From 2002 to 2005, staff from the Medical Society of New Jersey designed and tested the components of a physician-recognition/quality-improvement program (called the Alpha Project).
The purpose of the program was to encourage quality improvement by collecting clinical and practice-related data from physicians and providing them with feedback that compared their performance to that of their peers and to evidence-based standards of care.
The New Jersey program built on a similar initiative of the American Medical Association (AMA), the American Medical Accreditation Program. The Alpha Project team planned to recruit New Jersey physicians who were already credentialed under the AMA program, which was discontinued in 2000.
The project team, with its partners, Medstat and STI Computer Services, designed and tested key features of the new physician-recognition program. These included:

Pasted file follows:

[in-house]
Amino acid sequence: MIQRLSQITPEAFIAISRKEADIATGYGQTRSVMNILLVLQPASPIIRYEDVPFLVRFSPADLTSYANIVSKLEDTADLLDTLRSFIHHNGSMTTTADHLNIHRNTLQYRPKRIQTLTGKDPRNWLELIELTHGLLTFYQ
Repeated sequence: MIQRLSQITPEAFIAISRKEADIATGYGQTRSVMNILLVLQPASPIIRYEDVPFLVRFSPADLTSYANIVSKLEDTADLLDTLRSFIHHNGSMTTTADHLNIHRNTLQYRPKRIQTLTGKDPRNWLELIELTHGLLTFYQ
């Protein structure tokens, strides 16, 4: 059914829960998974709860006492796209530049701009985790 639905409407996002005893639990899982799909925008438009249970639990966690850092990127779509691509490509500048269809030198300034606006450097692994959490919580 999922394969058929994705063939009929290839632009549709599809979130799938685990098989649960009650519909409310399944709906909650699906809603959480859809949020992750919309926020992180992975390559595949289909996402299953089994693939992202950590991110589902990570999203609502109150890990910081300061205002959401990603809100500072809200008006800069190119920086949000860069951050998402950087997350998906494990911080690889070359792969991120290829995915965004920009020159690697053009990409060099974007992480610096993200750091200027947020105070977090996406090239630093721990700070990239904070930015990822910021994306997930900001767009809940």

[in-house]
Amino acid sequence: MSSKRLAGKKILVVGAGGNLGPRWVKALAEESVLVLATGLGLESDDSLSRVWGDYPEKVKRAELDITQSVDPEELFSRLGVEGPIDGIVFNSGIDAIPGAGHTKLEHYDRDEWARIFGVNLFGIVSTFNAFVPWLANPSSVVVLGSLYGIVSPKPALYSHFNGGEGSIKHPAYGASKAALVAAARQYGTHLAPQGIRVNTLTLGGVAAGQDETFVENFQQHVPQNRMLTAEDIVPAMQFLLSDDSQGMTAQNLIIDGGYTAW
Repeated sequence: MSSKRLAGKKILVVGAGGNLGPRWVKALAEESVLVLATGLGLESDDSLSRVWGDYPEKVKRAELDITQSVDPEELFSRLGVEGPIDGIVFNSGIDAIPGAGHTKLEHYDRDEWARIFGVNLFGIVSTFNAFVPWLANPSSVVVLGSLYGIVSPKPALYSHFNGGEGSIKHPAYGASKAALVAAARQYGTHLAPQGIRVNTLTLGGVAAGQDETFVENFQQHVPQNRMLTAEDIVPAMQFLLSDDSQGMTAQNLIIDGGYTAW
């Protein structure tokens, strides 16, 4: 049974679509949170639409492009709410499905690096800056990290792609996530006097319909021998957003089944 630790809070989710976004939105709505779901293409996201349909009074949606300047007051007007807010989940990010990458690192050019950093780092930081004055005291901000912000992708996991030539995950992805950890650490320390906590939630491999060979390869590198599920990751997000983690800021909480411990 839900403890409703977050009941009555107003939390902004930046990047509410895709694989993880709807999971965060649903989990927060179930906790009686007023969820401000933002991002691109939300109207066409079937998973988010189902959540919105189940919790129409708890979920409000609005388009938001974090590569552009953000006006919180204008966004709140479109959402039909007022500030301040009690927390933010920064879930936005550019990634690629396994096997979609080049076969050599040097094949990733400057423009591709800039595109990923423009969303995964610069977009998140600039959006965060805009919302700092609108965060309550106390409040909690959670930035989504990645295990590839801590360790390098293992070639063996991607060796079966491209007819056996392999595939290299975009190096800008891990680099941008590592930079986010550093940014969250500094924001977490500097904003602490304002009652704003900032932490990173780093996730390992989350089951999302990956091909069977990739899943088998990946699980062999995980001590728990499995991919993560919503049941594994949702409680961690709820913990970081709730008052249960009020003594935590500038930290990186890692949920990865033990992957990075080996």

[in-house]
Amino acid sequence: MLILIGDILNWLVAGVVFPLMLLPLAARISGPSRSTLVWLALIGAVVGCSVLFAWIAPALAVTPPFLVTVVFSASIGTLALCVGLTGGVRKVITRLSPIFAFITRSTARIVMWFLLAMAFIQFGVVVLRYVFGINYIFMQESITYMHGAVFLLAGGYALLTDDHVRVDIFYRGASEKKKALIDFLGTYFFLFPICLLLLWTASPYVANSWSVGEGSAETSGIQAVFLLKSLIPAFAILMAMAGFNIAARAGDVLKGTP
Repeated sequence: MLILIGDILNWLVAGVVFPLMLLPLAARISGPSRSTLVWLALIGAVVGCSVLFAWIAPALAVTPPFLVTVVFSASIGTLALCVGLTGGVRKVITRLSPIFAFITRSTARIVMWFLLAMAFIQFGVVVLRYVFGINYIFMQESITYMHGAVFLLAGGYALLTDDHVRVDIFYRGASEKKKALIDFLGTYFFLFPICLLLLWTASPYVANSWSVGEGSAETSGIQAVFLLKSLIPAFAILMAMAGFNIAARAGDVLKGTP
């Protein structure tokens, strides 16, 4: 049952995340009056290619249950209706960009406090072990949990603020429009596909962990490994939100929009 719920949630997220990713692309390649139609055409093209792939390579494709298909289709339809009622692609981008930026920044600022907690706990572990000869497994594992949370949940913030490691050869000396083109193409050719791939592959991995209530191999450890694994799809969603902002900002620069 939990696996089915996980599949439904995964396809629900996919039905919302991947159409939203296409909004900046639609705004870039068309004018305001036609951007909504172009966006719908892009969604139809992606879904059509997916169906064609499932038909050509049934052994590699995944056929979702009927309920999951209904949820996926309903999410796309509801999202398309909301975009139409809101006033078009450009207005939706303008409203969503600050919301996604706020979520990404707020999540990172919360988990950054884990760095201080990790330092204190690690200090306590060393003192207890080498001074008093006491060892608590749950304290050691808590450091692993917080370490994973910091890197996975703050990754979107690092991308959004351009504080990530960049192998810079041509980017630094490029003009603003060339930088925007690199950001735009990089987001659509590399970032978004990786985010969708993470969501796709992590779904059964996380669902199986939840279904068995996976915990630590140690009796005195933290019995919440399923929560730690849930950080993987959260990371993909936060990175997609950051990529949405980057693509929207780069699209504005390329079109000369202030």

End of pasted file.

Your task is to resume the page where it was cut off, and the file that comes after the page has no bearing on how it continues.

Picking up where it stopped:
- An updated environment-of-care survey, which assessed management policies, infection-control procedures and other safety features in physicians' offices.
- An electronic physician profile that combined environment-of-care assessments with information on the physician's clinical practices, including the "top 10" patient conditions and procedures.
- Technology and software to enable extraction of data from multiple sources to fill in the physician profile and produce a feedback report.
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